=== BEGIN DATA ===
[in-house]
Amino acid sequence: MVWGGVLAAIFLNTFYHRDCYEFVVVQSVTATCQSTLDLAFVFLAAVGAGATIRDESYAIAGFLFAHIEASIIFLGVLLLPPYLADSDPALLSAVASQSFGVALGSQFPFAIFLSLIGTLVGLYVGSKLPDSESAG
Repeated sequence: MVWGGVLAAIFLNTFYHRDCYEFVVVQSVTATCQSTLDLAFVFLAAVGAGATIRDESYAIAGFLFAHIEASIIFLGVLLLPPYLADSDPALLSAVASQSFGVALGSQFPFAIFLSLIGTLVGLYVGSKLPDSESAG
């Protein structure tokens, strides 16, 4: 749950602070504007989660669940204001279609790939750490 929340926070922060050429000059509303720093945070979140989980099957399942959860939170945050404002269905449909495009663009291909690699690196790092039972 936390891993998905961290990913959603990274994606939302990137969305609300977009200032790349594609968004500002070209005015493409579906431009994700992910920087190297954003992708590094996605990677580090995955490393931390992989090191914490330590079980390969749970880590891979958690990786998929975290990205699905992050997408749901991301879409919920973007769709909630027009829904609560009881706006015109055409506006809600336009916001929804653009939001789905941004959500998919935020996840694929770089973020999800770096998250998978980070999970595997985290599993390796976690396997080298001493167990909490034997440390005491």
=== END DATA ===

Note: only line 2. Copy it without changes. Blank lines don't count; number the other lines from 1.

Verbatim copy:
Amino acid sequence: MVWGGVLAAIFLNTFYHRDCYEFVVVQSVTATCQSTLDLAFVFLAAVGAGATIRDESYAIAGFLFAHIEASIIFLGVLLLPPYLADSDPALLSAVASQSFGVALGSQFPFAIFLSLIGTLVGLYVGSKLPDSESAG